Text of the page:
Is Allegheny County politics going tribal? Centrist traditions to be tested Nov. 7.

Allegheny County executive candidates Sara Innamorato (left) and Joe Rockey during a televised debate on WTAE-TV on Oct. 3. (Photo by Clare Sheedy/PublicSource)
EXECUTIVE DECISION: Candidates for county executive try to portray each other as representing political extremes, even as voters weigh moderation’s value and polling suggests polarization.



This year’s race for Allegheny County executive — in addition to swaying key policies around the jail, economic development, taxes and the environment — will provide the clearest picture yet of where the county and region are headed politically.

Is this a moderate county, as GOP executive candidate Joe Rockey says it is, hearkening back to the county that elected Republicans as commissioners and then as its executive in the 1990s despite overwhelming Democratic registration numbers? Or is the county leaning further to the left, reflective of the recent string of progressive election wins?

“This election will tell us how centrist the county is,” said Joe Mistick, a Duquesne University law professor who worked as an aide to former Pittsburgh Mayors Richard Caliguiri and Sophie Masloff. 

A county where Republicans regularly won elections and even led the government just two decades ago is now a place where Democrats have fully taken the reins and Republican wins are few and far between.

Rockey has set out to prove that the county can still swing red for the right candidate. He has spent the past six months saying he’s a moderate’s moderate, and he insists that’s the lane most county voters want to occupy.

Former state Rep. Sara Innamorato, the Democratic nominee for executive, is trying to extend a progressive winning streak to the countywide level, while proving the movement appeals to voters outside of ultra-liberal enclaves.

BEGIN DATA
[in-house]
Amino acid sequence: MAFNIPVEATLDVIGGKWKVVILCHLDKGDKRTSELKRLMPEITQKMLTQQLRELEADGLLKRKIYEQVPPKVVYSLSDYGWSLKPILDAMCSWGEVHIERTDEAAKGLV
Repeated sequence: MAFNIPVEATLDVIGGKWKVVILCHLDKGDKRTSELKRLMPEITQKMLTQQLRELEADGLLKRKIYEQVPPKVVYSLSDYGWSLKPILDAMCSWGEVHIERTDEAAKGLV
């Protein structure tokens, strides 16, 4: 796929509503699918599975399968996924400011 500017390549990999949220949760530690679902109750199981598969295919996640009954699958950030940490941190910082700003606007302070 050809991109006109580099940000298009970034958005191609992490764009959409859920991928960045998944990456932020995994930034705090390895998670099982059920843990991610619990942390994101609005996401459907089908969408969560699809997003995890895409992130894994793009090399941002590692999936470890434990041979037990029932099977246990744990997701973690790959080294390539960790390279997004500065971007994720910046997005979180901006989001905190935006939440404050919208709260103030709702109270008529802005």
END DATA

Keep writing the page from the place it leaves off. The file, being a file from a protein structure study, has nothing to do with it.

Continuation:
Election Day is Nov. 7. 

A Republican victory in Allegheny County wasn’t always such a tall task. County voters elected two Republicans to its three-member commission in 1995, Republican Jim Roddey was elected as the first county executive in 1999, and seven of 15 county council members were Republicans for part of the 2000s.

Republican Gov. Tom Corbett carried the county in 2010 en route to winning the governor’s office.

“When Jim Roddey was elected as a Republican, we were more Democratic than we are now,” Mistick said. “But people weren’t foreign to voting for a Republican.”

Dems’ recent dominance can be traced to a reduction in voters crossing party lines, another expert says. 

“The hyper-polarization that we’re experiencing at the national level has been trickling down and creating a sense of tribalism among voters,” said Jennie Sweet-Cushman, a political science professor at Chatham University, “so that where they might normally have looked more carefully at who the candidates were at the state and local level, what the issues were, and decided based on personality or a specific issue position, now it feels like there’s so much at stake that voters are in one camp or the other.” 

A recent poll showed a majority of Allegheny County voters identify as either liberal or conservative, and some who were interviewed for this article said they are suspicious of candidates who call themselves moderate. Even some who do think of themselves as independent said they would scrutinize a candidate’s record to see if the candidate is truly moderate.

WESA and PublicSource reached out to voters via social media and face-to-face interviews in Downtown and McCandless in early October, seeking urban and suburban voters with diversity roughly mirroring that of the county. The interviews solicited a spectrum of liberal, moderate and conservative voices, while avoiding participants professionally involved in politics. The voters shared nuanced views of what it means to be a moderate and what they look for in a candidate.

The founder of the Forward Party, Andrew Yang, stands behind endorsed Republican Joe Rockey who stands at a podium.

The founder of the Forward Party, Andrew Yang, endorsed Republican Joe Rockey last month because he said Rockey had aligned himself as a moderate candidate. (Photo by Oliver Morrison/WESA News)

Pearlina Story of Wilkinsburg stands on the street in Market Square.

Pearlina Story of Wilkinsburg, who plans to vote for Innamorato, said she thinks candidates who self-identify as moderate may not be strong enough to follow through on their commitments. “I like somebody to stand firm on what they say.”

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